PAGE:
Did you know you can 3D print Aluminum with lasers? You do now.
I have long thought that the next big explosion in motorcycle parts, both custom and all the stock parts that are no longer available from the manufacturers, would come in 3D printed form. But this is a giant step above plastic and a home 3D printer.
VIBA, a French design firm, has concocted some fantastic bolt-on parts for, of all things, a modern Honda Monkey. While the modern iteration harkens back to the 60s Monkey models, the new one is only an echo and nothing on the modern design is compatible with the classic. That’s just as well, though, since the new Monkey is perfectly legally streetable and with its four-speed transmission and 125cc motor promises to be an absolute hoot.
Christened the VIBA Jane, the firm is only making 23 of these kits, so if you’re enamored you’ll want to get on the list for a build and soon. While the parts may be 3D printed they’re aluminum, not plastic, and the fit and finish is exquisite.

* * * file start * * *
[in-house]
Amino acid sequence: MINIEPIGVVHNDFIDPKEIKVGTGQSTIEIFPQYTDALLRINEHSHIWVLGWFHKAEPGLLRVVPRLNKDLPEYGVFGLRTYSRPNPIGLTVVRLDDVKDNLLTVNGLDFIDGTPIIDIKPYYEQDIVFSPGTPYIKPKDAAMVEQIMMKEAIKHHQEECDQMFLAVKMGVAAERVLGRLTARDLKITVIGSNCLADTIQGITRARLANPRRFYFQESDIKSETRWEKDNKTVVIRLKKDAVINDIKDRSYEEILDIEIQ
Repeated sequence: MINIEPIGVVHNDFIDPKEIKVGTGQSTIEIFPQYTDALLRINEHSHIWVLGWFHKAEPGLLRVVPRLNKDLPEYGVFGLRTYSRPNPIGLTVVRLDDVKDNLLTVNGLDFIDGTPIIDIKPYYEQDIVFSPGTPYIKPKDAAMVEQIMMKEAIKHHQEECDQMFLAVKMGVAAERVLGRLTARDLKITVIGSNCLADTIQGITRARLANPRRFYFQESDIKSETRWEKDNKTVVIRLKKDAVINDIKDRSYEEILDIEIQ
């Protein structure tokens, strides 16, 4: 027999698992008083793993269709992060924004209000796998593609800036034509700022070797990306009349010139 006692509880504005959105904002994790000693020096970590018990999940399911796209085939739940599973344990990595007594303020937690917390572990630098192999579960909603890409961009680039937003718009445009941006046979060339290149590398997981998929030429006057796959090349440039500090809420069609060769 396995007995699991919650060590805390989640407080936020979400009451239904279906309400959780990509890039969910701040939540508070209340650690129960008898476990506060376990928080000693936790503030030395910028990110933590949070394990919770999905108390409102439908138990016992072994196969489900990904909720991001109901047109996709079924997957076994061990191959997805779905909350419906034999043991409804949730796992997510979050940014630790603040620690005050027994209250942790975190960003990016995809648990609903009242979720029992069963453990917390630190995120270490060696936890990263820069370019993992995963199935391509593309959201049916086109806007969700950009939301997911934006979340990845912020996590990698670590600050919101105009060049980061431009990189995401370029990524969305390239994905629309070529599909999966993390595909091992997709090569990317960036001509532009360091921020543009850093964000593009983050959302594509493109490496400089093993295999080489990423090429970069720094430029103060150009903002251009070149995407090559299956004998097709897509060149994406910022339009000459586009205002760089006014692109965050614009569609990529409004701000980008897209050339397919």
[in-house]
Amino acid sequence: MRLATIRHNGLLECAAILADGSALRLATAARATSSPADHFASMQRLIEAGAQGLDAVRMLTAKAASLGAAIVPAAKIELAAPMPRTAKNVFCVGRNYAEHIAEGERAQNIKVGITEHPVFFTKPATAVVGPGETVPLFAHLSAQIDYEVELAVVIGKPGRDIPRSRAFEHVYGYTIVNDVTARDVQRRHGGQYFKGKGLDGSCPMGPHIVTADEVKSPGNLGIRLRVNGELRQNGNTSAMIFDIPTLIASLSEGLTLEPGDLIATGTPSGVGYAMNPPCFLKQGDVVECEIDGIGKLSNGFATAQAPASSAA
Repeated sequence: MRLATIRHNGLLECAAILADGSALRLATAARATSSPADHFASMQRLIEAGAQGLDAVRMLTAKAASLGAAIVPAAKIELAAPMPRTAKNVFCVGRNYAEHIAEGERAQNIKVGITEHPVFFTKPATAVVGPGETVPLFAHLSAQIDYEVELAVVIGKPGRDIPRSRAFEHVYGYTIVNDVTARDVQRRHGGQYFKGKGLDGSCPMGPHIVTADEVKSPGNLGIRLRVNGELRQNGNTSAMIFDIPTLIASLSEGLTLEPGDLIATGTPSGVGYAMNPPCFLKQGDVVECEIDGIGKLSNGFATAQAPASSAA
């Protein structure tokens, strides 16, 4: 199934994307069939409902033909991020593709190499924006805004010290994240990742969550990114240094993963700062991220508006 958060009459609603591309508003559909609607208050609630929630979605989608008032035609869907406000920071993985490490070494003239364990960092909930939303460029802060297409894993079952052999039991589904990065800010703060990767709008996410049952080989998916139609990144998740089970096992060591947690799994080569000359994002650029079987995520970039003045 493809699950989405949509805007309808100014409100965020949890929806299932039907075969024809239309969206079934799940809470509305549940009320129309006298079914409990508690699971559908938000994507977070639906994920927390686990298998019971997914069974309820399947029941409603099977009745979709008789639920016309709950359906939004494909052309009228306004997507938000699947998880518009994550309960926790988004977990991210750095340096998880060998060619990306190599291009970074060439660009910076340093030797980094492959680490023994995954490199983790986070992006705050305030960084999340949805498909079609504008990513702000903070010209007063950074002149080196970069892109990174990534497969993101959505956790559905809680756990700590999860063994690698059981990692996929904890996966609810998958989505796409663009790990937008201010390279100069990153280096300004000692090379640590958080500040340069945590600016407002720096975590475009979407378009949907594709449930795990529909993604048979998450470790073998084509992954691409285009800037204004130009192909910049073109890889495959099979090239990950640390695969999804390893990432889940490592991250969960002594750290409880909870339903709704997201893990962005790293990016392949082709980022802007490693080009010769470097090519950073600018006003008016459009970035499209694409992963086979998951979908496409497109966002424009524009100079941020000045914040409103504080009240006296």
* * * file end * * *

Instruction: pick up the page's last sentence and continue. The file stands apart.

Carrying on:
The parts are made using Selective Laser Imaging (I know, I’d never heard of it either) which basically begins with an aluminum alloy powder that is superheated with the lasers to create shapes you’d never be able to achieve any other way. The tank has an internal honeycomb structure to prevent gasoline from sloshing around. The headlight has been replaced and its frame combined with the front fender and an added front luggage rack.
The brake and clutch levers have been redesigned as hollow structures to allow for integrated turn signals and their associated wiring.
This custom build is thoroughly thought out and quite fascinating from far away. It gets better the closer you look. The VIBA website does not list prices for the build, nor do they give any information about whether pieces must be ordered all together or if they will sell, say, only the levers for your just-slightly-fancy Monkey. This is probably one of those “if you have to ask you cannot afford it” situations, but hey, if you’re interested they’re taking reservations and it can’t hurt to ask, right?